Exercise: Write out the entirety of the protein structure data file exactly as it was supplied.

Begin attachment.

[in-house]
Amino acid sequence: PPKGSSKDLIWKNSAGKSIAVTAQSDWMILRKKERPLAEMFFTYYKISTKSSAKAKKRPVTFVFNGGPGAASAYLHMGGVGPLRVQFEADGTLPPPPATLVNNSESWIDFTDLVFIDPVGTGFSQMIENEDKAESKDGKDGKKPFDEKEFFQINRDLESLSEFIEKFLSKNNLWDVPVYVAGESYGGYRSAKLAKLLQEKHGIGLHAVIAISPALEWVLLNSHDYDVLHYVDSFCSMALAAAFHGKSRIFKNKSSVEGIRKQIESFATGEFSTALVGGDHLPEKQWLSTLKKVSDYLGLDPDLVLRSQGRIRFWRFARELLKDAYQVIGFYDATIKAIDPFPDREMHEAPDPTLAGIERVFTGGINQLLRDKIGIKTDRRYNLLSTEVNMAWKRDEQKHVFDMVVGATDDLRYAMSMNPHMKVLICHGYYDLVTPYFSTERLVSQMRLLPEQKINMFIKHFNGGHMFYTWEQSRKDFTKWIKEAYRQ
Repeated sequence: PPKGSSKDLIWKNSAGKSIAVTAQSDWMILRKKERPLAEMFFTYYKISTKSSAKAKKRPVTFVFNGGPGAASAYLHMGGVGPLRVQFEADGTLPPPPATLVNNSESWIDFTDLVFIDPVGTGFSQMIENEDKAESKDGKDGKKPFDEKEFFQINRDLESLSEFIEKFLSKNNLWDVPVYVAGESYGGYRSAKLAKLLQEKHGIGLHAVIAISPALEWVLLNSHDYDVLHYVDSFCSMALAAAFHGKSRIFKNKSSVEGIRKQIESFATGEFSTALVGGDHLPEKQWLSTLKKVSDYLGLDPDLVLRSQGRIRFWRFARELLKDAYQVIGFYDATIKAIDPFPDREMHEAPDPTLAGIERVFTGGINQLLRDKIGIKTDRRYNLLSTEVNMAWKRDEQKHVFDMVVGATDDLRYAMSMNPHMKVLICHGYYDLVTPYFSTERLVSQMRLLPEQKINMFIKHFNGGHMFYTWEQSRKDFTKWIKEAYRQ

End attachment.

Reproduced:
[in-house]
Amino acid sequence: PPKGSSKDLIWKNSAGKSIAVTAQSDWMILRKKERPLAEMFFTYYKISTKSSAKAKKRPVTFVFNGGPGAASAYLHMGGVGPLRVQFEADGTLPPPPATLVNNSESWIDFTDLVFIDPVGTGFSQMIENEDKAESKDGKDGKKPFDEKEFFQINRDLESLSEFIEKFLSKNNLWDVPVYVAGESYGGYRSAKLAKLLQEKHGIGLHAVIAISPALEWVLLNSHDYDVLHYVDSFCSMALAAAFHGKSRIFKNKSSVEGIRKQIESFATGEFSTALVGGDHLPEKQWLSTLKKVSDYLGLDPDLVLRSQGRIRFWRFARELLKDAYQVIGFYDATIKAIDPFPDREMHEAPDPTLAGIERVFTGGINQLLRDKIGIKTDRRYNLLSTEVNMAWKRDEQKHVFDMVVGATDDLRYAMSMNPHMKVLICHGYYDLVTPYFSTERLVSQMRLLPEQKINMFIKHFNGGHMFYTWEQSRKDFTKWIKEAYRQ
Repeated sequence: PPKGSSKDLIWKNSAGKSIAVTAQSDWMILRKKERPLAEMFFTYYKISTKSSAKAKKRPVTFVFNGGPGAASAYLHMGGVGPLRVQFEADGTLPPPPATLVNNSESWIDFTDLVFIDPVGTGFSQMIENEDKAESKDGKDGKKPFDEKEFFQINRDLESLSEFIEKFLSKNNLWDVPVYVAGESYGGYRSAKLAKLLQEKHGIGLHAVIAISPALEWVLLNSHDYDVLHYVDSFCSMALAAAFHGKSRIFKNKSSVEGIRKQIESFATGEFSTALVGGDHLPEKQWLSTLKKVSDYLGLDPDLVLRSQGRIRFWRFARELLKDAYQVIGFYDATIKAIDPFPDREMHEAPDPTLAGIERVFTGGINQLLRDKIGIKTDRRYNLLSTEVNMAWKRDEQKHVFDMVVGATDDLRYAMSMNPHMKVLICHGYYDLVTPYFSTERLVSQMRLLPEQKINMFIKHFNGGHMFYTWEQSRKDFTKWIKEAYRQ